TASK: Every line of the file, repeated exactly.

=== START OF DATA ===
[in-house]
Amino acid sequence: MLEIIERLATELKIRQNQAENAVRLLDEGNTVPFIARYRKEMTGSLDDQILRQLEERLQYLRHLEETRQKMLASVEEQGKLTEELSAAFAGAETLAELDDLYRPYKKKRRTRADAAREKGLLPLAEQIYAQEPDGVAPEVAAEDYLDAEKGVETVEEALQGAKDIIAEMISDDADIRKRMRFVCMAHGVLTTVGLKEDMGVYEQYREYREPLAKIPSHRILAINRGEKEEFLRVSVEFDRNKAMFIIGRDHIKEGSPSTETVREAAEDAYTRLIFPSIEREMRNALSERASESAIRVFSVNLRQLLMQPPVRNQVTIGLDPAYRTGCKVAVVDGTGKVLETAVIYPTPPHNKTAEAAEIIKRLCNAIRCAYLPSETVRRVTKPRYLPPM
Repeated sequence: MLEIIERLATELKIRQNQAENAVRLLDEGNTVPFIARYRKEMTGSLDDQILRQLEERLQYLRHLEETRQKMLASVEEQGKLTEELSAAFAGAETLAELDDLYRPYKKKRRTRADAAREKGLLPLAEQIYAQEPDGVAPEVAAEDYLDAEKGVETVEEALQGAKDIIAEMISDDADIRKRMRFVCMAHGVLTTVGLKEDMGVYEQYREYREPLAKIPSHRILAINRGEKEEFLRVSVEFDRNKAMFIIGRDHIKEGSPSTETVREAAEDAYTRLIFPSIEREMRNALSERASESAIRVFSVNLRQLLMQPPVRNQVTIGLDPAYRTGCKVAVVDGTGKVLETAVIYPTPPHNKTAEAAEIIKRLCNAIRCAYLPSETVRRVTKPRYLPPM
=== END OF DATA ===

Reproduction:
[in-house]
Amino acid sequence: MLEIIERLATELKIRQNQAENAVRLLDEGNTVPFIARYRKEMTGSLDDQILRQLEERLQYLRHLEETRQKMLASVEEQGKLTEELSAAFAGAETLAELDDLYRPYKKKRRTRADAAREKGLLPLAEQIYAQEPDGVAPEVAAEDYLDAEKGVETVEEALQGAKDIIAEMISDDADIRKRMRFVCMAHGVLTTVGLKEDMGVYEQYREYREPLAKIPSHRILAINRGEKEEFLRVSVEFDRNKAMFIIGRDHIKEGSPSTETVREAAEDAYTRLIFPSIEREMRNALSERASESAIRVFSVNLRQLLMQPPVRNQVTIGLDPAYRTGCKVAVVDGTGKVLETAVIYPTPPHNKTAEAAEIIKRLCNAIRCAYLPSETVRRVTKPRYLPPM
Repeated sequence: MLEIIERLATELKIRQNQAENAVRLLDEGNTVPFIARYRKEMTGSLDDQILRQLEERLQYLRHLEETRQKMLASVEEQGKLTEELSAAFAGAETLAELDDLYRPYKKKRRTRADAAREKGLLPLAEQIYAQEPDGVAPEVAAEDYLDAEKGVETVEEALQGAKDIIAEMISDDADIRKRMRFVCMAHGVLTTVGLKEDMGVYEQYREYREPLAKIPSHRILAINRGEKEEFLRVSVEFDRNKAMFIIGRDHIKEGSPSTETVREAAEDAYTRLIFPSIEREMRNALSERASESAIRVFSVNLRQLLMQPPVRNQVTIGLDPAYRTGCKVAVVDGTGKVLETAVIYPTPPHNKTAEAAEIIKRLCNAIRCAYLPSETVRRVTKPRYLPPM